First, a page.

Dr. Wangari Muta Maathai and the Green Belt Movement

“Too educated, too strong, too successful, too stubborn and too hard to control”

These were words used by those in power to describe Wangari in the 1970s and 1980s. 

Dr. Wangari Muta Maathai was an eco-feminist, civil rights activist, writer, and environmental warrior who started the global Green Belt Movement (GBM) in Kenya. I had the privilege of growing up in Kenya, and listening to Wangari speak truth to power during my teenage years.  She was a real light in my life and I followed her work with a thirst.  

The GBM operated in regions across Kenya have planted more than 52 million trees since the 1970’s, educated women about the links between ecology and human flourishing, trained rural women to become conservationists and supported communities to use sustainable farming practices.  

Through her work, Wangari emphasized that the environment is an everyday issue and is intrinsically tied to the lives of rural women. Women rely on farming and forests to feed their families, source medicinal plants for healing, gather firewood and collect water to support their communities.  Wangari rekindled indigenous wisdom about trees, and used storytelling to recreate links between deforestation, soil erosion, loss of natural resources, conflicts, and the value of conservation.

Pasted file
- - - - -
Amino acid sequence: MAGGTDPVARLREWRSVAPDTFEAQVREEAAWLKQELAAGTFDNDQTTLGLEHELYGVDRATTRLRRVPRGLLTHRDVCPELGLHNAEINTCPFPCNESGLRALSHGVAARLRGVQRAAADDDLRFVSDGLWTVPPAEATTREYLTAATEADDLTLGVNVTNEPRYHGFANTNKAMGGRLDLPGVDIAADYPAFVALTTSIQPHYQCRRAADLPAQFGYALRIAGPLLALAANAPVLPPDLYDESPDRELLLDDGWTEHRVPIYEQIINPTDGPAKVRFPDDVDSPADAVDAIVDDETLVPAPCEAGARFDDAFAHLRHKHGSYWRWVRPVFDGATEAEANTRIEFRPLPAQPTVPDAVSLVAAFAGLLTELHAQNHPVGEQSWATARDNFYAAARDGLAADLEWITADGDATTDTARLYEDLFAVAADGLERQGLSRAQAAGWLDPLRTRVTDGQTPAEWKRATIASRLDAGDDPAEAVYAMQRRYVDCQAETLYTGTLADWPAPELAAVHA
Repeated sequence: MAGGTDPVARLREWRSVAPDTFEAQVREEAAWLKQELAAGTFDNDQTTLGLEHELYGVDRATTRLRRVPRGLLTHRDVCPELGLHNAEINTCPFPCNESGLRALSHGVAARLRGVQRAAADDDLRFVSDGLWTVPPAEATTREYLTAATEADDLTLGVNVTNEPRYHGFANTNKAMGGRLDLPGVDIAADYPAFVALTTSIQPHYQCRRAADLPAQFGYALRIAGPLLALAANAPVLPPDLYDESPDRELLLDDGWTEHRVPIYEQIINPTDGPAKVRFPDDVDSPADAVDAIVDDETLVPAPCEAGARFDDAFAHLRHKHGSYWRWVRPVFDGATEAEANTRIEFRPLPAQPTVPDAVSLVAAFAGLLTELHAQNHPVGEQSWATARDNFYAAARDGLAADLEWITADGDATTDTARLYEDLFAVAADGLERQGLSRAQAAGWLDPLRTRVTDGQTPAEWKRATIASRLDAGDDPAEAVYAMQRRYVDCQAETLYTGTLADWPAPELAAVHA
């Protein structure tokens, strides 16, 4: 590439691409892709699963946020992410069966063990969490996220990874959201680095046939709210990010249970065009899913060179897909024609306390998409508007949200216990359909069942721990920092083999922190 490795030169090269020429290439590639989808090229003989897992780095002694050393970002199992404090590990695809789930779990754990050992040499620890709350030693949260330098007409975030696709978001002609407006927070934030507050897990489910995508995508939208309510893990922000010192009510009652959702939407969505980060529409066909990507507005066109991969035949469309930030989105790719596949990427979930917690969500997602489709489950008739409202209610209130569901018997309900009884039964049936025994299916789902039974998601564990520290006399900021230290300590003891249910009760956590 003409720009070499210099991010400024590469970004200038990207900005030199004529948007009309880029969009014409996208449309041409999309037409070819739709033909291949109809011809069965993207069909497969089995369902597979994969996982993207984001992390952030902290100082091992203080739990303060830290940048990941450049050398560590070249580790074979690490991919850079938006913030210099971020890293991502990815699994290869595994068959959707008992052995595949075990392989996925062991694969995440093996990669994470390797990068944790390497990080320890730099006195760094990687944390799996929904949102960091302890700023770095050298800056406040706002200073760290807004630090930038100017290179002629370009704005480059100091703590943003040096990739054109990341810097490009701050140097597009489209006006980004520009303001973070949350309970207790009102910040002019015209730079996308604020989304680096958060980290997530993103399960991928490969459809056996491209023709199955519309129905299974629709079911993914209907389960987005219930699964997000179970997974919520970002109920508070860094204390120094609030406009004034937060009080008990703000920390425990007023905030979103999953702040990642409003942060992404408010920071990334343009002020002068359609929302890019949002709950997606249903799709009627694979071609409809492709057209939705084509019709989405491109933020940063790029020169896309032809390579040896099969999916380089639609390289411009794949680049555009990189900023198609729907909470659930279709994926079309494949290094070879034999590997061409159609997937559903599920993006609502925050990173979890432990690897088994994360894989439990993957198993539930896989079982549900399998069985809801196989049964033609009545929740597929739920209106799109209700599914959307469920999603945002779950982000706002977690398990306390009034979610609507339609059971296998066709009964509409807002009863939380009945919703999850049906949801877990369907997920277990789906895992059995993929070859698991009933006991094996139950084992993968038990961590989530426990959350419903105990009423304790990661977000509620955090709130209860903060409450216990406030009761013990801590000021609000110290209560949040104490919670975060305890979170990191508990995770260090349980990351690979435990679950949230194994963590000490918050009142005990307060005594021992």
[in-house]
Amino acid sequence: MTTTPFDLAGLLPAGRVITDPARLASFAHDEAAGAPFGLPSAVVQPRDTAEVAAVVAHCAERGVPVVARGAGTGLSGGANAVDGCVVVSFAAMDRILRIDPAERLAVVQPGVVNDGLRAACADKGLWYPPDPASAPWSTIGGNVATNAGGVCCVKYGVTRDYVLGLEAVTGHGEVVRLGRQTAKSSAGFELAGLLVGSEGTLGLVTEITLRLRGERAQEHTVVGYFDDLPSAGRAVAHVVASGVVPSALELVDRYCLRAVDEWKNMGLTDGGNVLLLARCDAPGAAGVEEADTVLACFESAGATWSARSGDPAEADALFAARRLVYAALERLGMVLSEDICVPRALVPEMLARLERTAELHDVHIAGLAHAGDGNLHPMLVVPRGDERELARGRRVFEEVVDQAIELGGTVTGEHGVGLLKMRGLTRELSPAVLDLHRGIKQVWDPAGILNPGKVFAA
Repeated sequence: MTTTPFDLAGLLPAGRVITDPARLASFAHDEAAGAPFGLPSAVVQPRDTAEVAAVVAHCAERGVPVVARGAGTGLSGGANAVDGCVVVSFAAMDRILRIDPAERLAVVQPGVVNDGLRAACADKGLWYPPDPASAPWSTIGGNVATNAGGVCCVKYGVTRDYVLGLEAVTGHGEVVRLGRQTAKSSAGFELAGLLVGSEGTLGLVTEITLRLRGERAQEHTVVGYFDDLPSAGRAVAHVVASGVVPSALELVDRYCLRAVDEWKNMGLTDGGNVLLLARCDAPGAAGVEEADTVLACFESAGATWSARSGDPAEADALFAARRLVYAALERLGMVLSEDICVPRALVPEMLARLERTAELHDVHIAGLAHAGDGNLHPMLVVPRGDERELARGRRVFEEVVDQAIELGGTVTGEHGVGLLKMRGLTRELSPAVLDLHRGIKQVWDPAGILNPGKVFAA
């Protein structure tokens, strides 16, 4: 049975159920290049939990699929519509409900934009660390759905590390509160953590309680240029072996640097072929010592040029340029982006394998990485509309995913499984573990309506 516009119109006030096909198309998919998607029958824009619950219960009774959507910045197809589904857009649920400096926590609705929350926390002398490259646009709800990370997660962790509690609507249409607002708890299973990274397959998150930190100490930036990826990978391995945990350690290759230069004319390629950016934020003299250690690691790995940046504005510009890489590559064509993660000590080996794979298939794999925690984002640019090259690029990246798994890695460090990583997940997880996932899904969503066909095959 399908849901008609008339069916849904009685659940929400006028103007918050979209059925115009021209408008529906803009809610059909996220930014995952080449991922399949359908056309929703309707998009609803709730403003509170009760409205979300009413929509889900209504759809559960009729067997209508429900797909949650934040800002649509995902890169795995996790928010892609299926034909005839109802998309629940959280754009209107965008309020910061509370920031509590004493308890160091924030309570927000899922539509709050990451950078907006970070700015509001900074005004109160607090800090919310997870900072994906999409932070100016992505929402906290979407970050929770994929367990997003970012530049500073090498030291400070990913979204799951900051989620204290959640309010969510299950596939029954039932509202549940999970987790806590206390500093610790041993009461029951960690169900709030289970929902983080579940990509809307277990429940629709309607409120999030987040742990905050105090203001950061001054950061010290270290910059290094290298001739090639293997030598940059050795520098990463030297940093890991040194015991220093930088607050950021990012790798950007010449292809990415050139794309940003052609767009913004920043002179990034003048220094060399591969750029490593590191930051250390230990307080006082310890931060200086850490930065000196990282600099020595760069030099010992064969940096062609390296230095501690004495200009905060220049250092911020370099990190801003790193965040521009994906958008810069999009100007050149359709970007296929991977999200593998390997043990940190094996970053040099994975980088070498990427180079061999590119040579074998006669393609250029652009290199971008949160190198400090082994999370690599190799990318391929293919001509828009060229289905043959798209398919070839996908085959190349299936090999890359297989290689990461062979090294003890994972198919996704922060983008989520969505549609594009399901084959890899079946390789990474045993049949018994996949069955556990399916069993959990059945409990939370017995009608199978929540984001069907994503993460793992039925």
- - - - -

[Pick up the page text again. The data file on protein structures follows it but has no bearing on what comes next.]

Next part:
As the first woman in East and Central Africa to earn a doctorate degree and teach at University of Nairobi, Wangari often challenged the status quo and paid a heavy personal price for her activism. She was beaten and jailed several times for her political activism against a “new colonization” of illegal logging and the sale of indigenous land and natural resources for profit. At a time when I was surrounded by patriarchal messages that told me to conform, Wangari’s voice called on women to not deny their talents or submit to patriarchy. 

Wangari Muta Maathai’s memoir is called “Unbowed” and it outlines the intersection of power, gender and tribalism in the fight for women’s rights and a national environmental agenda. Her heroic actions are a clarion call to all feminists who wish to make good trouble and bring about sustained change by the people for the people. Essential reading for rebels and warriors everywhere!

When she died in 2011, I felt a huge debt of gratitude for her political actions.  She meant so much to so many of us.  

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